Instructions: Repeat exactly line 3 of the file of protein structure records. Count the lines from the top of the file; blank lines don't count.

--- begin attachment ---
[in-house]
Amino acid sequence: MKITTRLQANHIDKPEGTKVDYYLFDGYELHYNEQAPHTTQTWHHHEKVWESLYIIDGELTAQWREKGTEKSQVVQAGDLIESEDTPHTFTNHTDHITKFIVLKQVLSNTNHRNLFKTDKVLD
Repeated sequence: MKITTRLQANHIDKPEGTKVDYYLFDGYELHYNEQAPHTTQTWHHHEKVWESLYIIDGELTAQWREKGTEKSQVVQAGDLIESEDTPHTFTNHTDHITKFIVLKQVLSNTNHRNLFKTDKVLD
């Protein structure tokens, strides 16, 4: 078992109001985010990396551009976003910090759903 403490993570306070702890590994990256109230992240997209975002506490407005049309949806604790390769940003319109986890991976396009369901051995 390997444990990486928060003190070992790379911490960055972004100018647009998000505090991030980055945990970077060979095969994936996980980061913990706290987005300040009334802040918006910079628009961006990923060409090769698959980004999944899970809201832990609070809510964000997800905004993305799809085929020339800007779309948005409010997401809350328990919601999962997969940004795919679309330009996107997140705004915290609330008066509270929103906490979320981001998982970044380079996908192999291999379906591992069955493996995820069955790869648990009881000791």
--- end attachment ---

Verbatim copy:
Repeated sequence: MKITTRLQANHIDKPEGTKVDYYLFDGYELHYNEQAPHTTQTWHHHEKVWESLYIIDGELTAQWREKGTEKSQVVQAGDLIESEDTPHTFTNHTDHITKFIVLKQVLSNTNHRNLFKTDKVLD